Collecting data about our lives, our bodies and our behaviours has become a part of everyday practice that promises greater self-awareness, healthier living and increased productivity. This book focuses on the dialectical relationship between users and designers of self-tracking technology to examine how logics of datafication redefine the body. It explores what these emerging relations mean for imagining, designing and analysing sociotechnical systems that bring about self-tracking.
Jethani provides a genealogy of self-tracking to situate the notions of quantified and quantifiable selves as problematic data regimes within contemporary digital culture. It charts the origins of self-tracking from within the blueprint of the "Californian Ideology" to a global social movement which now reaches beyond self-experimentation to encompass the wider trajectories of using wearable sensor technology in the neoliberal management of health, wellbeing and productivity.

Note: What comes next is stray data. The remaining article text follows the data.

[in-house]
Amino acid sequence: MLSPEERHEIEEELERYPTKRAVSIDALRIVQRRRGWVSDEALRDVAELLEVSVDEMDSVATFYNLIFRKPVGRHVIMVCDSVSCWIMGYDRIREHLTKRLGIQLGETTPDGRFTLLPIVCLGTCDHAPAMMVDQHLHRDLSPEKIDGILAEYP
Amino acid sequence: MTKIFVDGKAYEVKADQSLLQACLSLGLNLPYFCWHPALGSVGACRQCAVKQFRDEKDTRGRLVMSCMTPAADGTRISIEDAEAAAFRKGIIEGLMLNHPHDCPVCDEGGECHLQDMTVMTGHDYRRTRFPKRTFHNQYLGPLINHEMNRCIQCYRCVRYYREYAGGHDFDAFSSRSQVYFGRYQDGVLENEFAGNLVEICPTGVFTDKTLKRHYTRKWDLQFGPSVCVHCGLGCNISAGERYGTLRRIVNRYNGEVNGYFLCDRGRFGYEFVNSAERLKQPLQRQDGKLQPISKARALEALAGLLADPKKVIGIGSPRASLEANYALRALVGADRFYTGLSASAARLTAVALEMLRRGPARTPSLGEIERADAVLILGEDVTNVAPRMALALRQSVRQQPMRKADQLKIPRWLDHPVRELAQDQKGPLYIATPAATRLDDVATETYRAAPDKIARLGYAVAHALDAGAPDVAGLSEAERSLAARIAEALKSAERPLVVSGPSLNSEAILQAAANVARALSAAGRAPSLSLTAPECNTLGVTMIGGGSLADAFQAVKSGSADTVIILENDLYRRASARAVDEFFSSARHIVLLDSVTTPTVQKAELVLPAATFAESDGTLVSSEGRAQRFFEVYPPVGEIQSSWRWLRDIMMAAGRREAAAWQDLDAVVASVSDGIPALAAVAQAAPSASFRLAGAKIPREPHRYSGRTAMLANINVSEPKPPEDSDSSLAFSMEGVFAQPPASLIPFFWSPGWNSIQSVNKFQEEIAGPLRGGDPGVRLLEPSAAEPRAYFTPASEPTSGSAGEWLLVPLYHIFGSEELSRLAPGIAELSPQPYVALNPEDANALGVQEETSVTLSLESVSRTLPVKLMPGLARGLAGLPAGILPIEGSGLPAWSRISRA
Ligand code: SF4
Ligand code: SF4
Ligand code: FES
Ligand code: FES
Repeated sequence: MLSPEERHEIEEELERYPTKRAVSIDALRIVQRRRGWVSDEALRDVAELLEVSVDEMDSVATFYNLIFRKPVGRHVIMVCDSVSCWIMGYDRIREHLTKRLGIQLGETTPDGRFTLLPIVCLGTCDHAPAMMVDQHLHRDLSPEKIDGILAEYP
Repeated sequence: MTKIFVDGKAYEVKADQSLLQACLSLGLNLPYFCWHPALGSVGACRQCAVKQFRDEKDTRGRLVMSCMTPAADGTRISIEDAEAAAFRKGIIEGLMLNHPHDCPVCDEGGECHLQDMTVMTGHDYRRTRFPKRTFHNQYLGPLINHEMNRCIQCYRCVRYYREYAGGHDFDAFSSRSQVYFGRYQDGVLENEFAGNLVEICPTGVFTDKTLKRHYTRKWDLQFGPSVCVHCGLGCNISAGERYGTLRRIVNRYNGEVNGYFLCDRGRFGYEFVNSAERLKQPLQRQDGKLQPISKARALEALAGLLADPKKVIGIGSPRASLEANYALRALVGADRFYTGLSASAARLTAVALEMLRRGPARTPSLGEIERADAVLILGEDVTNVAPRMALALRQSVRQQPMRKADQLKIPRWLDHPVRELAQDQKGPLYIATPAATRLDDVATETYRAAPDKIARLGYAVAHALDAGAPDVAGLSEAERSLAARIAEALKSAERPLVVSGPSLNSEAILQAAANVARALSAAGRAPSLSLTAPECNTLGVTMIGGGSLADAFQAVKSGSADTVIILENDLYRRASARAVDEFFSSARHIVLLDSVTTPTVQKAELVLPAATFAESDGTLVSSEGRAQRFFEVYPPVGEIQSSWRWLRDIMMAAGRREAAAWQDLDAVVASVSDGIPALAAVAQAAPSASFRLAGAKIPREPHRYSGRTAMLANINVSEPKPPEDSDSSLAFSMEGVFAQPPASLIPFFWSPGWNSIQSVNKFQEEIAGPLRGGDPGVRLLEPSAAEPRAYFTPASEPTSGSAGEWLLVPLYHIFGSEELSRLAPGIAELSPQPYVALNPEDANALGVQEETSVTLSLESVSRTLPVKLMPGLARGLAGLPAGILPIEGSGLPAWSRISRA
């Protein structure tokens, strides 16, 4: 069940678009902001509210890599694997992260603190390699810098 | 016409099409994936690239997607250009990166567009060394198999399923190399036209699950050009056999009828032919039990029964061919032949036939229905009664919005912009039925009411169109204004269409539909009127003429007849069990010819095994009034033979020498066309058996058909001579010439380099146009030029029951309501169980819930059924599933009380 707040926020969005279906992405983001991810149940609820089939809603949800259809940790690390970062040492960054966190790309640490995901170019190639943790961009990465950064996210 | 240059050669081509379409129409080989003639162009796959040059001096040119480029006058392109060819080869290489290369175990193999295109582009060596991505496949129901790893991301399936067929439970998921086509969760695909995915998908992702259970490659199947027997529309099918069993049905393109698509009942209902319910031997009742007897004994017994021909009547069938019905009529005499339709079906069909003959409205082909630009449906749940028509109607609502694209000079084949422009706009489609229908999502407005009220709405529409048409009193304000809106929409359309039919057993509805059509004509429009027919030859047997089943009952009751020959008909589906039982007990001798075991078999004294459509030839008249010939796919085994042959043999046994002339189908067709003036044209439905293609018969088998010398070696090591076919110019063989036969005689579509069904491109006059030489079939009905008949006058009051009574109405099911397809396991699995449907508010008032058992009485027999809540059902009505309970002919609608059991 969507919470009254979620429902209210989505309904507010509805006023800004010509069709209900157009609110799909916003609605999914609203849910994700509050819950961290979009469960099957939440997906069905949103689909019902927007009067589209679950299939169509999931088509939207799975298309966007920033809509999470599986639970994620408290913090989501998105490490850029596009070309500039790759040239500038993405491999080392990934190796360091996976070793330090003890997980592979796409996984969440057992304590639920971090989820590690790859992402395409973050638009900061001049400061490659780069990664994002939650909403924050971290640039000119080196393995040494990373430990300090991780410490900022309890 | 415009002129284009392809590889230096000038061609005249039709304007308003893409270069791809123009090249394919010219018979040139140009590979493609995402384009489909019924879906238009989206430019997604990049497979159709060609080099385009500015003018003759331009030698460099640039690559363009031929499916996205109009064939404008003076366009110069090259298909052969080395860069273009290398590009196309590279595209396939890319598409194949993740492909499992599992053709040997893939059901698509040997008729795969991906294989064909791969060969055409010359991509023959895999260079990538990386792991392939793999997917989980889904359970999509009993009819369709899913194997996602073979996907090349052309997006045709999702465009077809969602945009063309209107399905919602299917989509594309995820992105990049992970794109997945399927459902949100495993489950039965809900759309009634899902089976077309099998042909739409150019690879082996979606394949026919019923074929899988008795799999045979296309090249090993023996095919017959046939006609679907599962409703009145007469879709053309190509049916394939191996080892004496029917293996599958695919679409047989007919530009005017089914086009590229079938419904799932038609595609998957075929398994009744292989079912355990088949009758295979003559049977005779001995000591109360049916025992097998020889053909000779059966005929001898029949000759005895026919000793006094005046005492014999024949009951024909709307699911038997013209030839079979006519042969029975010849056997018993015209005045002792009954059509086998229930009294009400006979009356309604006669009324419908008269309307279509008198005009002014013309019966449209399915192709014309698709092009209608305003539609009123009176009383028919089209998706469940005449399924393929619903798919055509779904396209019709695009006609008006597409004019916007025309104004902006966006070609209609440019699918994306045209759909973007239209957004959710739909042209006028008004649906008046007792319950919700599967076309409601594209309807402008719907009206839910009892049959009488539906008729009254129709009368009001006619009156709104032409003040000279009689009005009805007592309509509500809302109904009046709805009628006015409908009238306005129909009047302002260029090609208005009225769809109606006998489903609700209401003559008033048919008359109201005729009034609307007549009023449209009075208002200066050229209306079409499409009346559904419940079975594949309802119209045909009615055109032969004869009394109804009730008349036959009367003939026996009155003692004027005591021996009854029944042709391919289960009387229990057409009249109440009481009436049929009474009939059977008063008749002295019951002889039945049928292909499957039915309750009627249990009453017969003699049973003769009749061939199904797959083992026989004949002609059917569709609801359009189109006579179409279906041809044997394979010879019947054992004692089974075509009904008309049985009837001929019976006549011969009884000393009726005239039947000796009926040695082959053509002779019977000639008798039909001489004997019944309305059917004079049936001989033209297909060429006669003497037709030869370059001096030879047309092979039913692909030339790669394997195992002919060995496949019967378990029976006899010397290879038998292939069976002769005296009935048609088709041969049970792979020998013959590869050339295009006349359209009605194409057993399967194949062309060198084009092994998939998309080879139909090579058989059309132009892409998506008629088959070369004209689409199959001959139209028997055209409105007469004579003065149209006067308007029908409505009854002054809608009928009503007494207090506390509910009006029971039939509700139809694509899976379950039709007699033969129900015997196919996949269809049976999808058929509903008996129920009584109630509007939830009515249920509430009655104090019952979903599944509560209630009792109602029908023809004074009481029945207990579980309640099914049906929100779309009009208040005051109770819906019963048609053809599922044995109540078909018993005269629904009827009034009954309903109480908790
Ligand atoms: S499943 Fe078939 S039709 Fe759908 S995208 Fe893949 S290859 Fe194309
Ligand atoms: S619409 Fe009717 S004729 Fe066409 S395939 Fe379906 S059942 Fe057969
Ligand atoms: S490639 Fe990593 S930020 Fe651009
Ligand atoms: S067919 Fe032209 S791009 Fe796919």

The book reframes and theorises the quantified self by re-examining and developing arguments of how bodies "disappear" (Jewson), are made "docile" (Foucault) and get caught up in "rhythms" (Lefebvre) by datafication. The concept of a "quantised" self is introduced as a means of reading into and exposing the inherent political interests being served when self-tracking technology is introduced into clinical, home and workplace settings. Drawing from case studies of self-tracking in practice, the final chapter sketches the outline of a mutual praxis of critique and design that allows us to reimagine the politics embedded in sociotechnical systems of self-tracking and to consider possibilities of intervention.